Accept advice from others, but realise that at the end of the day it’s you who has to make the decision so you have to trust yourself. If I get stuck on a plot point, I often ask friends for advice or bounce ideas off them, but usually what this does is trigger another – better – scenario. It can even take me in a completely different direction.

Don’t wait for perfection – for example, a manuscript can be edited and polished ad infinitum without ever feeling like it’s done. We have to accept that there are always improvements that can be made, but at some point we have to say “enough is enough, this is finished now” and let it go.

Twitter 512px-Twemoji2_1f914.svgDon’t think you’re the only one – everyone has self-doubt, even people who seem invincible and supremely confident in themselves. And a little bit of doubt can be a good thing because if we’re over-confident, we might make bad decisions or choices.

Identify what’s holding you back and fight that ‘inner rodent’. He’s talking rubbish! We need an inner something else that cheers us on – any suggestions?

Talking to someone can help – if we bottle things up for too long, they might fester. It’s especially helpful to chat to friends who are in the same position as yourself – I my case other authors. Having people like the other Wenches to talk to, for example, is invaluable to me.

Make a list of pros and cons just to see things more clearly. If one side is much longer than the other, you’ll have your answer.

Celebrate successes, even if it’s just by buying yourself a chocolate bar or some champagne!

Do you suffer from self-doubt and do you have any great tips for beating it? I’d love to hear them!

105 thoughts on “Rats in the Attic”

  1. In the past, I worked for FEMA helping people who had been affected by some disaster – floods, fires, hurricanes, etc. We worked long hours and 7 days a week. Even being that busy, I seemed to find time to worry that I was not doing enough, not getting every aid available for that person, in short, just not doing good.
    What I did was important to those people who needed help. I felt inadequate. As a matter of fact, I helped people. And I loved what I did. But, yes, there were days when I knew in my heart I had failed somehow. It was not true except in my head.
    Hope everyone is well and safe and happy.

    Reply
  2. In the past, I worked for FEMA helping people who had been affected by some disaster – floods, fires, hurricanes, etc. We worked long hours and 7 days a week. Even being that busy, I seemed to find time to worry that I was not doing enough, not getting every aid available for that person, in short, just not doing good.
    What I did was important to those people who needed help. I felt inadequate. As a matter of fact, I helped people. And I loved what I did. But, yes, there were days when I knew in my heart I had failed somehow. It was not true except in my head.
    Hope everyone is well and safe and happy.

    Reply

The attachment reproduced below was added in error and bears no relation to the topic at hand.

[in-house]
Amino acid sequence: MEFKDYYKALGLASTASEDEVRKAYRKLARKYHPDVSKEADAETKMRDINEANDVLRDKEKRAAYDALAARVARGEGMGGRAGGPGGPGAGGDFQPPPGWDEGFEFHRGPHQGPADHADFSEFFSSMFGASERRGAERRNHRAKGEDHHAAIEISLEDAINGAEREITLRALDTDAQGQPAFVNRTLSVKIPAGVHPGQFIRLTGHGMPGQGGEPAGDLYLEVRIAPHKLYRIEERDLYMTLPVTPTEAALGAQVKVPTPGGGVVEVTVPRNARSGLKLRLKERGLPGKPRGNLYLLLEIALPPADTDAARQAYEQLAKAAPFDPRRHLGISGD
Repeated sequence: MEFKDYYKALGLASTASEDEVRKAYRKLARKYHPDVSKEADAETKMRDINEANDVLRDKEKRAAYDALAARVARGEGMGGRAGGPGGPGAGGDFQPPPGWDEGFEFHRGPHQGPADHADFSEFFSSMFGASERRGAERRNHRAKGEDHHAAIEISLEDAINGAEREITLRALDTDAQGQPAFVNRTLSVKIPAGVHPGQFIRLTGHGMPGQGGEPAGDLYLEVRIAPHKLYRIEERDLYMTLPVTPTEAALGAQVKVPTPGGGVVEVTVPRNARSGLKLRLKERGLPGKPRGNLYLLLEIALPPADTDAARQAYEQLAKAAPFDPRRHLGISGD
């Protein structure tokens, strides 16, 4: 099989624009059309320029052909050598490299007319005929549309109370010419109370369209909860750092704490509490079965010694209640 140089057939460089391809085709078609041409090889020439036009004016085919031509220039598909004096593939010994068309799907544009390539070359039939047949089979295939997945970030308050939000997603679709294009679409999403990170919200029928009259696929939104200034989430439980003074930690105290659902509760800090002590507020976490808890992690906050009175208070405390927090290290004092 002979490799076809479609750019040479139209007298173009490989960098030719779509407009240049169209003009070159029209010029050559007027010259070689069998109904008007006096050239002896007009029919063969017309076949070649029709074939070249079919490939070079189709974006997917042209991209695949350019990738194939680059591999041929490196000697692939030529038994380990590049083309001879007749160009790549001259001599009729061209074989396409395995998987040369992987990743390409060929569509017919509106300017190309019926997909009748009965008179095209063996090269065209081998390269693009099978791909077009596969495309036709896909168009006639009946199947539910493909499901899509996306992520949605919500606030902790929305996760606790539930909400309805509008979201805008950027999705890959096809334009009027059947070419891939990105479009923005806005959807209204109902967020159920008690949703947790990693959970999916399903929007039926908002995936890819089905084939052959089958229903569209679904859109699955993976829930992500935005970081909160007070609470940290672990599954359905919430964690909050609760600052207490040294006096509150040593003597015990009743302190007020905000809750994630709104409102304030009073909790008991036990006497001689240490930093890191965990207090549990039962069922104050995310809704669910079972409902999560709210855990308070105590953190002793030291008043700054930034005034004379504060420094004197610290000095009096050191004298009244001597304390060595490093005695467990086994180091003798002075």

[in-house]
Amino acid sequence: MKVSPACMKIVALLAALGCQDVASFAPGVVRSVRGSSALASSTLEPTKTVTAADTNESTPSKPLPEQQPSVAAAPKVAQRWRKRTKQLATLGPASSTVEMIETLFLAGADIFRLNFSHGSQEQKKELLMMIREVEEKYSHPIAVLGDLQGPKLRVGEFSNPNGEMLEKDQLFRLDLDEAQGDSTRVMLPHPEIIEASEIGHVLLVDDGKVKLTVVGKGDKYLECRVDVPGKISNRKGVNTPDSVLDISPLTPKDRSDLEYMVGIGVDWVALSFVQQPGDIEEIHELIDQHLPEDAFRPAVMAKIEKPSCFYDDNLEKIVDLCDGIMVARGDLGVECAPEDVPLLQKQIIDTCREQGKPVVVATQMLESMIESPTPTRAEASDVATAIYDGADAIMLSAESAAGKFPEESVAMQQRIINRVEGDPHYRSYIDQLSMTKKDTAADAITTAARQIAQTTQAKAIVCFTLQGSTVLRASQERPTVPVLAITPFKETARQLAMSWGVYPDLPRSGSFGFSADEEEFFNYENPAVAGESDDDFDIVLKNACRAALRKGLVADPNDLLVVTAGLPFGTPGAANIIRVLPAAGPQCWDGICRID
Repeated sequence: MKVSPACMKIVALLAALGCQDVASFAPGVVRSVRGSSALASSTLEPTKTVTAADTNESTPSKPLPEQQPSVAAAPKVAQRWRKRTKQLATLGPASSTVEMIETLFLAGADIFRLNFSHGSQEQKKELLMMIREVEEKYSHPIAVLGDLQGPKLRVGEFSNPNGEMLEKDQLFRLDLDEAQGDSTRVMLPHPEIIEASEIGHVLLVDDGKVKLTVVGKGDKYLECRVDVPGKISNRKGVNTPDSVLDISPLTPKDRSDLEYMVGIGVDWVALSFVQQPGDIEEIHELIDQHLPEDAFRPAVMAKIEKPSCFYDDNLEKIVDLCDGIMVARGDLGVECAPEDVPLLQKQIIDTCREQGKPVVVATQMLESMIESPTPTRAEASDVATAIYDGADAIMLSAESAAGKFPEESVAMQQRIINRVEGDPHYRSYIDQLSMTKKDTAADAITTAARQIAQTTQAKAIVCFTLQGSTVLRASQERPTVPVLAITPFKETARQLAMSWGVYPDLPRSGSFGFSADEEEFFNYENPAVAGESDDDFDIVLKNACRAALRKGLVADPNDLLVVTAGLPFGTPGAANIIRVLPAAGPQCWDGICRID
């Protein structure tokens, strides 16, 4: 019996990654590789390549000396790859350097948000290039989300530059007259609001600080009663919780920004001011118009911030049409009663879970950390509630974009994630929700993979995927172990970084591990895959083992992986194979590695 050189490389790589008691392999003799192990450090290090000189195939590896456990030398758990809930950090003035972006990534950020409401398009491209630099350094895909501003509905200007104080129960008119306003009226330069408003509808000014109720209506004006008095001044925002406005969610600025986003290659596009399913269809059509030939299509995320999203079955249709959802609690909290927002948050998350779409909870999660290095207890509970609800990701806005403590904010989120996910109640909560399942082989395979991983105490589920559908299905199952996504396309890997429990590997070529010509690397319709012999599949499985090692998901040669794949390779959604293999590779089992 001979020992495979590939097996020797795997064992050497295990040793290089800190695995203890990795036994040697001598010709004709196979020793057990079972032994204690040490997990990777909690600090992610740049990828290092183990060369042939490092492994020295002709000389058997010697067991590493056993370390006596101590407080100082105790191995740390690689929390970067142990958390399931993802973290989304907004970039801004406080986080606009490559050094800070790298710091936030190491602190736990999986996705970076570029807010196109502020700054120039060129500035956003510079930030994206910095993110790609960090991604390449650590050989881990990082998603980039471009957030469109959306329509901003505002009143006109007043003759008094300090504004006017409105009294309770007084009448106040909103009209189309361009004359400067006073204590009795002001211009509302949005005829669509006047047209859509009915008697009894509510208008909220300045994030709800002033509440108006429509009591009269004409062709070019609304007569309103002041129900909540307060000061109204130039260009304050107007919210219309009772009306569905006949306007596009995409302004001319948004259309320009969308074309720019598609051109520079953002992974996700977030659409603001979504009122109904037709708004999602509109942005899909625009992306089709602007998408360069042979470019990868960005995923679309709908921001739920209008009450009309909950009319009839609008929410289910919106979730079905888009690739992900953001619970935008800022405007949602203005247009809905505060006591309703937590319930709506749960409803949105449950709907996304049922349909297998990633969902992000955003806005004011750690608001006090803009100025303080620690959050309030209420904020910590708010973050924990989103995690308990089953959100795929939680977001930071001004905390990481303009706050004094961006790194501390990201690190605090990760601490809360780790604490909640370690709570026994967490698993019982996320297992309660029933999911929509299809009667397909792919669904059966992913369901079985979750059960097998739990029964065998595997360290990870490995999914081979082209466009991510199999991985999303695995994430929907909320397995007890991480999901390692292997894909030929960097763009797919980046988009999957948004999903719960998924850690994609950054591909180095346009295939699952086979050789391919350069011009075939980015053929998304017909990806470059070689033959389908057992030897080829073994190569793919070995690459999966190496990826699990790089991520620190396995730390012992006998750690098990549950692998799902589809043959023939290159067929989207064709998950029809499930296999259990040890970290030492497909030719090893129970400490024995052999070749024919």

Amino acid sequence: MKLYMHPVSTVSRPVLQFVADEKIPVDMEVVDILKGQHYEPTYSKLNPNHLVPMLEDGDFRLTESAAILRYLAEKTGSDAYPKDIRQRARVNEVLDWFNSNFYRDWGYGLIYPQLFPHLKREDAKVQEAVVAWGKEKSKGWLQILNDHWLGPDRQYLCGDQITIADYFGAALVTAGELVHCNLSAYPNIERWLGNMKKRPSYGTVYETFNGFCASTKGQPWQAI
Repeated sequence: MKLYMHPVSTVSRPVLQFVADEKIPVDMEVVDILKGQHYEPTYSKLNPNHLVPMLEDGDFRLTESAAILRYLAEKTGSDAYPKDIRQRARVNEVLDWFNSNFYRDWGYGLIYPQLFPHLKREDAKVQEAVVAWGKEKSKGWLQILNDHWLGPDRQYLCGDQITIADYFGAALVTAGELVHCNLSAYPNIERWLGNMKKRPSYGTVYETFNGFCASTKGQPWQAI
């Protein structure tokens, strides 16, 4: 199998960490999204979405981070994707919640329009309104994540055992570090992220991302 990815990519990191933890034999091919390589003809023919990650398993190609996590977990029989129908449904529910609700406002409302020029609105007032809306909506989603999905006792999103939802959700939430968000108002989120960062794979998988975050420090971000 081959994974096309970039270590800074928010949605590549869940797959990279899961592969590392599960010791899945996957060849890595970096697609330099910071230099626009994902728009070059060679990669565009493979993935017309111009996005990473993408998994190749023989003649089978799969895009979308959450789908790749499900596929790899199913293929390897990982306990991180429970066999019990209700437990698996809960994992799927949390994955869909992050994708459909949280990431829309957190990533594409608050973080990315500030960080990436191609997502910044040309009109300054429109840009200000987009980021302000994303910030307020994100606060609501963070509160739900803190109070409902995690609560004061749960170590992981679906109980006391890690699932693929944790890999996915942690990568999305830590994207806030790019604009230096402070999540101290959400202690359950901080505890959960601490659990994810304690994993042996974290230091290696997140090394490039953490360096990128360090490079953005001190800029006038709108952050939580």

3. In the past, I worked for FEMA helping people who had been affected by some disaster – floods, fires, hurricanes, etc. We worked long hours and 7 days a week. Even being that busy, I seemed to find time to worry that I was not doing enough, not getting every aid available for that person, in short, just not doing good.
    What I did was important to those people who needed help. I felt inadequate. As a matter of fact, I helped people. And I loved what I did. But, yes, there were days when I knew in my heart I had failed somehow. It was not true except in my head.
    Hope everyone is well and safe and happy.

    Reply
  4. In the past, I worked for FEMA helping people who had been affected by some disaster – floods, fires, hurricanes, etc. We worked long hours and 7 days a week. Even being that busy, I seemed to find time to worry that I was not doing enough, not getting every aid available for that person, in short, just not doing good.
    What I did was important to those people who needed help. I felt inadequate. As a matter of fact, I helped people. And I loved what I did. But, yes, there were days when I knew in my heart I had failed somehow. It was not true except in my head.
    Hope everyone is well and safe and happy.

    Reply
  5. In the past, I worked for FEMA helping people who had been affected by some disaster – floods, fires, hurricanes, etc. We worked long hours and 7 days a week. Even being that busy, I seemed to find time to worry that I was not doing enough, not getting every aid available for that person, in short, just not doing good.
    What I did was important to those people who needed help. I felt inadequate. As a matter of fact, I helped people. And I loved what I did. But, yes, there were days when I knew in my heart I had failed somehow. It was not true except in my head.
    Hope everyone is well and safe and happy.

    Reply
  6. It sounds to me like you did a fantastic job Annette so I hope you managed to banish that rat in your brain! Take care!

    Reply